Gastrointestinal consultation backlog reported at second east Georgia VA hospital
The Charlie Norwood Veterans Affairs Medical Center in Augusta isn’t the only hospital of its kind in east central Georgia to delay consultations for gastrointestinal patients.
In 2013, health care administrators at the Carl Vinson Veterans Affairs Medical Center in Dublin, Ga., paid a discounted fee to have 61 patients receive colonoscopies and endoscopies at Fort Gordon’s Dwight D. Eisenhower Army Medical Center.
Wes Elliott, spokesman for the Army medical center, confirmed that the Fort Gordon hospital accepted the referrals through its general surgery wing as part of a sharing agreement it has with the Carl Vinson and Charlie Norwood VA medical centers to assist with backlogs.
He said the Army hospital’s gastrointestinal department did not accept the patients because of a lack of space.
“It’s one of our busier programs,” Elliott said of the Army hospital’s gastrointestinal department. “But I am not aware of any associated backlogs.”
The news of Georgia’s veterans in need of gastrointestinal procedures experiencing delays in both Dublin and Augusta – where 5,100 patients went without consultations between 2011 and 2012 – comes as The American Legion plans to host town hall meetings across the state today to discuss the quality of care being offered locally by the VA.
The advocacy group will meet in Augusta at 7 p.m. at Post 205 at 2102 Highland Ave.
Frank Jordan, spokesman for the Dublin VA, confirmed that the hospital sent 61 patients to Eisenhower for colonoscopies and endoscopies, but said such referrals were made as part of the hospital’s Georgia Federal Health care Executive Council initiative to “share vital resources for veterans and active-duty military.”
Elliott said the Eisenhower Army Medical Center was reimbursed in accordance with federal policies and that payment was based on the TRICARE Maximum Allowable Rate discount of 10 percent.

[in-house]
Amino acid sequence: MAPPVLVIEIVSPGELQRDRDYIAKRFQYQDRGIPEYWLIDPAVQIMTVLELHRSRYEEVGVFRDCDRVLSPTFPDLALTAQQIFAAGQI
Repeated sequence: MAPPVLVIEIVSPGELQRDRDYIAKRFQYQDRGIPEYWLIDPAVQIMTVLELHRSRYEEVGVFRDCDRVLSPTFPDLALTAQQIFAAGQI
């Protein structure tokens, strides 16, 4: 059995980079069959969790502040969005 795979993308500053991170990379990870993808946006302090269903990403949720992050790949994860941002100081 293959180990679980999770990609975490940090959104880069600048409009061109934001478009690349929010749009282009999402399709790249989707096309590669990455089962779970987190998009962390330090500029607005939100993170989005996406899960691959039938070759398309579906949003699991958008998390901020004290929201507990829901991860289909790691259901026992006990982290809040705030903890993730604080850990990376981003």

“All such screenings were routine based on standard clinical criteria,” Jordan said in an e-mail.
As of Tuesday, Jordan said the Dublin VA has no pending GI consults. He said that through active care by dedicated GI staff, the hospital prevented a backlog.
“To ensure the most efficient approach to Veterans’ GI needs and ensure the highest quality health care, Dublin has a GI nurse/RN to coordinate GI consults,” he said. “Dublin monitors Veterans’ GI needs and has arranged care in the community closer to where the Veteran lives and to avoid delays. Exceptions only occur to accommodate the express wishes of Veterans.”
While the Dublin VA used its Augusta partners in the past year because of backlog problems, Elliott and Jordan said that from 2011 to 2013, neither of their hospitals received any referrals for routine gastrointestinal issues from the Augusta VA.
According to an internal memo obtained by The Augusta Chronicle, the Augusta VA asked “non-VA care partner facilities” in September 2012 to assist in the reduction of consult delays.
Their collective participation – which was negotiated through fee agreements – was intended to create between 30 and 60 procedure opportunities per day.
Hospital spokesman Pete Scovill declined comment this week on how many patients were referred, during what time period they were sent into the community and to where they were directed.
A review initiated by the VA’s headquarters in Atlanta in August 2012 revealed a delay in 2,860 screenings, 1,300 surveillance and 340 diagnostic endoscopies.
Health care administrators at the Augusta VA said the hospital was able to resolve all delayed consultations between August 2012 and January 2014.
Among the steps the medical center stated in the memo that it took to correct the backlog included adding weekend clinics; leasing and purchasing 21 extra scopes; and hiring additional personnel to staff four full-time GI suites in two operating rooms to do as many as 90 procedures a day by mid-October.
American Legion organizers say each year, officials with the organization’s System Worth Saving Task Force visit about 15 VA medical centers nationwide to evaluate the quality of care being offered to veterans.
The public is invited to attend. Feedback from the meeting is used by the legion in formulating questions and discussion topics with key administrators, medical staff and patients at medical centers.